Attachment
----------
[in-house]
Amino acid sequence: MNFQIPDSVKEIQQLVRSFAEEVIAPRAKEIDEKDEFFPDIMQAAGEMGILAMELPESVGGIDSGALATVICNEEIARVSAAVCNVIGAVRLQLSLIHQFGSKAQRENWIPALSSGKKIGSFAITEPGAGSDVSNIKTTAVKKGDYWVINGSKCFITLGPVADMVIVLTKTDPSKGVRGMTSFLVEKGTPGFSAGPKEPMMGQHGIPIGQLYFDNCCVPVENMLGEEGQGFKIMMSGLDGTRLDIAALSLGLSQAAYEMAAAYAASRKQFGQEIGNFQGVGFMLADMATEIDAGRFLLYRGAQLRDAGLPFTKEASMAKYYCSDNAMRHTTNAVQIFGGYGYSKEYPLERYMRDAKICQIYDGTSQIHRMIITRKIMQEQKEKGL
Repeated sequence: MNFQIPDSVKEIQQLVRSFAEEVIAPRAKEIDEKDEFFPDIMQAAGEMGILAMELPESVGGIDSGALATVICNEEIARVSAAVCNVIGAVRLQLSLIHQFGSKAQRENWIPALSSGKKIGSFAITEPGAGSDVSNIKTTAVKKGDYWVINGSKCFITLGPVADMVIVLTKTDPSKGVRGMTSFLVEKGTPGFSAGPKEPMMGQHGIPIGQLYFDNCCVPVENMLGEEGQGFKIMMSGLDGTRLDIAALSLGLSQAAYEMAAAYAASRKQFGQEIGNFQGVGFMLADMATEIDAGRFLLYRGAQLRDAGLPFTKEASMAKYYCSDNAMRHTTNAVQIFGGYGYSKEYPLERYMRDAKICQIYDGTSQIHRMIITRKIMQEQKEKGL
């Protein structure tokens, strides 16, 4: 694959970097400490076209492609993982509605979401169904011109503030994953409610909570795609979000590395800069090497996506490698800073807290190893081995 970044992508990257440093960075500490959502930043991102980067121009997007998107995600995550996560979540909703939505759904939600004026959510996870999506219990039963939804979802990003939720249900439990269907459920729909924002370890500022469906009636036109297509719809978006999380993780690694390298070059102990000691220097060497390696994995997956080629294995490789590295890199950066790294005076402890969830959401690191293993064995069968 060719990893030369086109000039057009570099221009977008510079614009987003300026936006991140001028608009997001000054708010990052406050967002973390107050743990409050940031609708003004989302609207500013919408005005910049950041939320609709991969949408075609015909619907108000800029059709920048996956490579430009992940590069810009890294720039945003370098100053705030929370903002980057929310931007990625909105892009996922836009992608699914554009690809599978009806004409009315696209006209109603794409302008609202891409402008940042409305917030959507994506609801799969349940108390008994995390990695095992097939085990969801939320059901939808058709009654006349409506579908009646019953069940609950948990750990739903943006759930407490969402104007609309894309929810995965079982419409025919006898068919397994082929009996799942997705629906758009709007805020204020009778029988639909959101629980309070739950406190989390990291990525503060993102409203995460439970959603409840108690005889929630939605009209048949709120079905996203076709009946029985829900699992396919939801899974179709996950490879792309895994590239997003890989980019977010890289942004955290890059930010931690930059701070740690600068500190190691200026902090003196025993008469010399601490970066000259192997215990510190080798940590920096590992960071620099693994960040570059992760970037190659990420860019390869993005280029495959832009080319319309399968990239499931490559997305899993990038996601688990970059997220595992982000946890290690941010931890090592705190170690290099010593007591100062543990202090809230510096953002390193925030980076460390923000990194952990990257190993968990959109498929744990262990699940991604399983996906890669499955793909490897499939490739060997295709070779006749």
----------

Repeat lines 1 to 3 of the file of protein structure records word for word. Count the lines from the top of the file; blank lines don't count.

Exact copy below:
[in-house]
Amino acid sequence: MNFQIPDSVKEIQQLVRSFAEEVIAPRAKEIDEKDEFFPDIMQAAGEMGILAMELPESVGGIDSGALATVICNEEIARVSAAVCNVIGAVRLQLSLIHQFGSKAQRENWIPALSSGKKIGSFAITEPGAGSDVSNIKTTAVKKGDYWVINGSKCFITLGPVADMVIVLTKTDPSKGVRGMTSFLVEKGTPGFSAGPKEPMMGQHGIPIGQLYFDNCCVPVENMLGEEGQGFKIMMSGLDGTRLDIAALSLGLSQAAYEMAAAYAASRKQFGQEIGNFQGVGFMLADMATEIDAGRFLLYRGAQLRDAGLPFTKEASMAKYYCSDNAMRHTTNAVQIFGGYGYSKEYPLERYMRDAKICQIYDGTSQIHRMIITRKIMQEQKEKGL
Repeated sequence: MNFQIPDSVKEIQQLVRSFAEEVIAPRAKEIDEKDEFFPDIMQAAGEMGILAMELPESVGGIDSGALATVICNEEIARVSAAVCNVIGAVRLQLSLIHQFGSKAQRENWIPALSSGKKIGSFAITEPGAGSDVSNIKTTAVKKGDYWVINGSKCFITLGPVADMVIVLTKTDPSKGVRGMTSFLVEKGTPGFSAGPKEPMMGQHGIPIGQLYFDNCCVPVENMLGEEGQGFKIMMSGLDGTRLDIAALSLGLSQAAYEMAAAYAASRKQFGQEIGNFQGVGFMLADMATEIDAGRFLLYRGAQLRDAGLPFTKEASMAKYYCSDNAMRHTTNAVQIFGGYGYSKEYPLERYMRDAKICQIYDGTSQIHRMIITRKIMQEQKEKGL